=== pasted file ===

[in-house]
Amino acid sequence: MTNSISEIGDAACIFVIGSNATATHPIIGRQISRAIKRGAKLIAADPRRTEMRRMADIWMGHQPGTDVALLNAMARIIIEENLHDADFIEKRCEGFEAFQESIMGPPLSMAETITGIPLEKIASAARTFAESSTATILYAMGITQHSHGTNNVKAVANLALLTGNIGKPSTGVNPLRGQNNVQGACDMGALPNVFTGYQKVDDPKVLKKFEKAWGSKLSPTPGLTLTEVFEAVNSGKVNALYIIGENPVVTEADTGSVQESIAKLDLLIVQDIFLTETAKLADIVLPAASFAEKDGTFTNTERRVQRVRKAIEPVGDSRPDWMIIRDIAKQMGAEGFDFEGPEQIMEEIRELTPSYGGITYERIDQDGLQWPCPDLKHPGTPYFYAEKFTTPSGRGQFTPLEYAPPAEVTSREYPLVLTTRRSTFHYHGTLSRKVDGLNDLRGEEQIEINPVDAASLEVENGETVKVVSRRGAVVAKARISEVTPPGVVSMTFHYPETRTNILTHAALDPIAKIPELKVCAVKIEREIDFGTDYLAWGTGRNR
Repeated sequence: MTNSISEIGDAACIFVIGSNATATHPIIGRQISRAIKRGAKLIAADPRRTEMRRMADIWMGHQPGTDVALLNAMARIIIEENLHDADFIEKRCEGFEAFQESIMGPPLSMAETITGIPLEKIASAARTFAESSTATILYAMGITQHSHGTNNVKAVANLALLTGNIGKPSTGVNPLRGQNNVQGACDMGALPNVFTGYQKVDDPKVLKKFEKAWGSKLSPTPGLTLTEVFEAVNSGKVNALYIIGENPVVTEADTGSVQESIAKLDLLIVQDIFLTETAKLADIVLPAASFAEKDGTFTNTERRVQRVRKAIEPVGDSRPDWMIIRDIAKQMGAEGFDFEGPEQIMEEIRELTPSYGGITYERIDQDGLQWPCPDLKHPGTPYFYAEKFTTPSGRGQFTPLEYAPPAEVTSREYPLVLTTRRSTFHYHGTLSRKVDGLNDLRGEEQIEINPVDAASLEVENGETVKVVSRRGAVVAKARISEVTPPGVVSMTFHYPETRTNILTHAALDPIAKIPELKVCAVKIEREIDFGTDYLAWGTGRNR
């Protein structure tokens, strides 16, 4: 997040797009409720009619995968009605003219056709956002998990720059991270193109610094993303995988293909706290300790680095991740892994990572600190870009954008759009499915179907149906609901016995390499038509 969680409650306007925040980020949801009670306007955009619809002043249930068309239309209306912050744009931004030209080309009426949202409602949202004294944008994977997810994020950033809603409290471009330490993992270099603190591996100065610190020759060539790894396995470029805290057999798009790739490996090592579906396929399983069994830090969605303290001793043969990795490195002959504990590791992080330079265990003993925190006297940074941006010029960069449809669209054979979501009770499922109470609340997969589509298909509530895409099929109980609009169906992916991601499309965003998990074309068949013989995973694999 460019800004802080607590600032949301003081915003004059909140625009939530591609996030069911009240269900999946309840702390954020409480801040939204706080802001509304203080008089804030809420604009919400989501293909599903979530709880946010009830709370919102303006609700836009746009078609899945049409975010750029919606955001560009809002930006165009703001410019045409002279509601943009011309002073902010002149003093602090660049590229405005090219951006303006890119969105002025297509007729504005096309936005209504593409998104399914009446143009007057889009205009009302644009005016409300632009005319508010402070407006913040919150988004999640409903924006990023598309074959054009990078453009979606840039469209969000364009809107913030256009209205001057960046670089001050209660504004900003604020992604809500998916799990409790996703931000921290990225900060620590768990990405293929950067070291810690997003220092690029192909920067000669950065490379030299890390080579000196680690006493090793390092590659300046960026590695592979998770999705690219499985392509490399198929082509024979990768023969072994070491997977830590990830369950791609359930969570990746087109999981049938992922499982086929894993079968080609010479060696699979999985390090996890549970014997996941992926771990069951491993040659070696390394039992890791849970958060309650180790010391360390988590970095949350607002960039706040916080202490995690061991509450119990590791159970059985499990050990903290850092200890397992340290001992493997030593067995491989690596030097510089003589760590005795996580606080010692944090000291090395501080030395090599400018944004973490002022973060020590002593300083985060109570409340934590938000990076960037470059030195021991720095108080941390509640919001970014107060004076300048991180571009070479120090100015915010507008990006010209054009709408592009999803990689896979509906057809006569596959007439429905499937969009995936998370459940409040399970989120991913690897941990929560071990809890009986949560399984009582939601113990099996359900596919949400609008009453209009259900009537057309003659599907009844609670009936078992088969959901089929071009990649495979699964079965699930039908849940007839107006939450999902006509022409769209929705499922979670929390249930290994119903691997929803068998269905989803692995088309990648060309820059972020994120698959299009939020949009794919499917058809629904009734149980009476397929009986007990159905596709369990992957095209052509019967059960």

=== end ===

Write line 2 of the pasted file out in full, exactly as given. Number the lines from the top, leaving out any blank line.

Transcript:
Amino acid sequence: MTNSISEIGDAACIFVIGSNATATHPIIGRQISRAIKRGAKLIAADPRRTEMRRMADIWMGHQPGTDVALLNAMARIIIEENLHDADFIEKRCEGFEAFQESIMGPPLSMAETITGIPLEKIASAARTFAESSTATILYAMGITQHSHGTNNVKAVANLALLTGNIGKPSTGVNPLRGQNNVQGACDMGALPNVFTGYQKVDDPKVLKKFEKAWGSKLSPTPGLTLTEVFEAVNSGKVNALYIIGENPVVTEADTGSVQESIAKLDLLIVQDIFLTETAKLADIVLPAASFAEKDGTFTNTERRVQRVRKAIEPVGDSRPDWMIIRDIAKQMGAEGFDFEGPEQIMEEIRELTPSYGGITYERIDQDGLQWPCPDLKHPGTPYFYAEKFTTPSGRGQFTPLEYAPPAEVTSREYPLVLTTRRSTFHYHGTLSRKVDGLNDLRGEEQIEINPVDAASLEVENGETVKVVSRRGAVVAKARISEVTPPGVVSMTFHYPETRTNILTHAALDPIAKIPELKVCAVKIEREIDFGTDYLAWGTGRNR